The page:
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Disabled need better transit service: Report

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A transit oversight committee says the Metropolitan Transportation Authority is morally and legally obligated to do more toward making it easier for disabled straphangers to use buses, subways and commuter trains.

“While the accessibility improvements that have been made by the MTA and its operating agencies have opened the MTA’s buses, commuter railroads and subway systems to many who were previously unable to use them, there remain many barriers to using transit,” the Permanent Citizens’ Advisory Committee report said.

PCAC Chairman William Guild said “while much has been accomplished, more remains to be done and the MTA is legally and morally obligated to improve accessibility to all riders.”

Among leading complaints, the PCAC said, were non−operating escalators and elevators in subway stations, unintelligible announcements on subway trains and no announcements at all on many buses.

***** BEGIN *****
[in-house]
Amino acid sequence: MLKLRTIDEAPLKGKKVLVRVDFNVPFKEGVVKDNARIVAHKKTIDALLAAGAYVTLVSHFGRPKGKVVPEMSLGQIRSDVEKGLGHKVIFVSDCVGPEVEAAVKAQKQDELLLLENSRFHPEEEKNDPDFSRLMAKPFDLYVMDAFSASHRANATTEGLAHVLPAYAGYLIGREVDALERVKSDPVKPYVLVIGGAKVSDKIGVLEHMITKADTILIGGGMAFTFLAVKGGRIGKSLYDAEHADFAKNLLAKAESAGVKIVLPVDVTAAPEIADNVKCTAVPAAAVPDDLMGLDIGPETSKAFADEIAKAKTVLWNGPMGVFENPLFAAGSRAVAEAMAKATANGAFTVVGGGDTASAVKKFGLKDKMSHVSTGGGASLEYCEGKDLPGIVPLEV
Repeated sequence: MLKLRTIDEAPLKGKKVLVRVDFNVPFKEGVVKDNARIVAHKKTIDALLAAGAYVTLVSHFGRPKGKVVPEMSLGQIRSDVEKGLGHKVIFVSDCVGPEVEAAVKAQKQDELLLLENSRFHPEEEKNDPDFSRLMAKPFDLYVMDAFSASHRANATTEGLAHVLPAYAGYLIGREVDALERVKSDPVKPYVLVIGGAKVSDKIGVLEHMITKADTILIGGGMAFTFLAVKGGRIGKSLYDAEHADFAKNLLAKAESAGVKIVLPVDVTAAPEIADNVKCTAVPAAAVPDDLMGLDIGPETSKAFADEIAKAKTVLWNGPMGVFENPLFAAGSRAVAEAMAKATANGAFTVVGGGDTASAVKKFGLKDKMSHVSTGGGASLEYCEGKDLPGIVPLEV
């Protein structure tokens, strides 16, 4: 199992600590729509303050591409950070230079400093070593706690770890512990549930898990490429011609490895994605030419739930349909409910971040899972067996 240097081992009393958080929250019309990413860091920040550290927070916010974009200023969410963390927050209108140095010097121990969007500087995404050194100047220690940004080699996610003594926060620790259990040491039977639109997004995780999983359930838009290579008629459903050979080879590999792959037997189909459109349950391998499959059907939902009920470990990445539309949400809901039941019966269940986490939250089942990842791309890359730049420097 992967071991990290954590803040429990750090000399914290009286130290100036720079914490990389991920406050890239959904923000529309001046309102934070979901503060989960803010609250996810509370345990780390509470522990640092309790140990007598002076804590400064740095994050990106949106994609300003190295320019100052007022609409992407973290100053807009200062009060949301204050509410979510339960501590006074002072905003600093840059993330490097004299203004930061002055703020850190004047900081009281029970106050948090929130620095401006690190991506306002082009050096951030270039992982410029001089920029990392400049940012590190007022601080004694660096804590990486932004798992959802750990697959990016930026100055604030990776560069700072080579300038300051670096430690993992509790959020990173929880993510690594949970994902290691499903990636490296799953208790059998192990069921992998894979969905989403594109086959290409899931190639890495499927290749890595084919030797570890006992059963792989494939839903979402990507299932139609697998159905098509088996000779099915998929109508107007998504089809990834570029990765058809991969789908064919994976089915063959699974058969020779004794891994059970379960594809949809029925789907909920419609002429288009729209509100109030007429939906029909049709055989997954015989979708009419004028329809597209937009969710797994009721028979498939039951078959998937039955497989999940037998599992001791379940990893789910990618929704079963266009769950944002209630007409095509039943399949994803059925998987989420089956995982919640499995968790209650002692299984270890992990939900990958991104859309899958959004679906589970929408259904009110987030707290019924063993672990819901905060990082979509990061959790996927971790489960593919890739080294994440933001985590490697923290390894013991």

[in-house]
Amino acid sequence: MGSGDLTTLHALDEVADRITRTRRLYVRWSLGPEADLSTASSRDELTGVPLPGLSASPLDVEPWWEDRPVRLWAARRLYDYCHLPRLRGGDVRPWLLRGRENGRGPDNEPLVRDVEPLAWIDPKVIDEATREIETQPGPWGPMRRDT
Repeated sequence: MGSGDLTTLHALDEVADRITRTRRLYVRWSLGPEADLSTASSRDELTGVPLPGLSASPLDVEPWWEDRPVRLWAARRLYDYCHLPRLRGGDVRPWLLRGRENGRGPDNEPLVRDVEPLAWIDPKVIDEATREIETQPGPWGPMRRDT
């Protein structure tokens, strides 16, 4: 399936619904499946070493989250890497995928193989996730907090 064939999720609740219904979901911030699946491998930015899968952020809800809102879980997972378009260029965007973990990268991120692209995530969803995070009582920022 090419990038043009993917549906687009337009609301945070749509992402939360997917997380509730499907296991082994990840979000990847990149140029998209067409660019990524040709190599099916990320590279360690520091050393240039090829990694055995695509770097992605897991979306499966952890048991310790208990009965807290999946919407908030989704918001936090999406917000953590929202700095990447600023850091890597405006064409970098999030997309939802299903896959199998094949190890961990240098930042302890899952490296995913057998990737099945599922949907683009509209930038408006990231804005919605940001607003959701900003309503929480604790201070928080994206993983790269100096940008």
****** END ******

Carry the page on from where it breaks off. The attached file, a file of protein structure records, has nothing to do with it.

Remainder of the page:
The report also mentioned motorists who park their cars in bus loading zones, thus keeping buses from drawing up to the curb.

Jan Wells, associate director of the PCAC, said “we would like to see maps in subway stations showing locations of elevators or escalators.”

Wells said broken escalators and elevators are at or near the top of complaints in the transit system and added that there are several escalators owned not by the MTA but by realty firms not always eager to repair them in a timely fashion.

As to bus announcements, Wells said a new type of bus that have the potential to run automatic announcements, similar to what is available on subways, is to go into service within a few months.

“These new buses will begin service without automatic announcements but can be converted with the necessary technology,” Wells said.

Adele Bender, Queens director of the Jewish Association for Services for the Aged, said broken elevators and escalators “top the list” of complaints but that directions on mass transit are of little use to people with poor eyesight unless well−lighted.

The PCAC also recommended improvements on in−station maps, signs and tactile way−finding strips as well as onboard announcements

The PCAC said the MTA has only two employees operating its Web site and recommended that more should be added.

Posted 6:37 pm, October 10, 2011
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